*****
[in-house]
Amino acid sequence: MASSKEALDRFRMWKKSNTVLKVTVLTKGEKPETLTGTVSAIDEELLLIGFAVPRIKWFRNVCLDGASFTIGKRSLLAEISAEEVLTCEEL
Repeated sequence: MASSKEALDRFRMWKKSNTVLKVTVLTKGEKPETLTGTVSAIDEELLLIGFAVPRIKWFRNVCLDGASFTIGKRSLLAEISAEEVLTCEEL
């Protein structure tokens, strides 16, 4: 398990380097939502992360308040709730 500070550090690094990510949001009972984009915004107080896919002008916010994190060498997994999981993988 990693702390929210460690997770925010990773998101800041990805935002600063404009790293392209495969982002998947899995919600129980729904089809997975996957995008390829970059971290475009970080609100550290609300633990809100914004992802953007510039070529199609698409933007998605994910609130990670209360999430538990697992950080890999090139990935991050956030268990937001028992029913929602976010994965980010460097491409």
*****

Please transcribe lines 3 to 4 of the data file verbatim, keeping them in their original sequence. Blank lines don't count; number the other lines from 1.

Repeated sequence: MASSKEALDRFRMWKKSNTVLKVTVLTKGEKPETLTGTVSAIDEELLLIGFAVPRIKWFRNVCLDGASFTIGKRSLLAEISAEEVLTCEEL
């Protein structure tokens, strides 16, 4: 398990380097939502992360308040709730 500070550090690094990510949001009972984009915004107080896919002008916010994190060498997994999981993988 990693702390929210460690997770925010990773998101800041990805935002600063404009790293392209495969982002998947899995919600129980729904089809997975996957995008390829970059971290475009970080609100550290609300633990809100914004992802953007510039070529199609698409933007998605994910609130990670209360999430538990697992950080890999090139990935991050956030268990937001028992029913929602976010994965980010460097491409």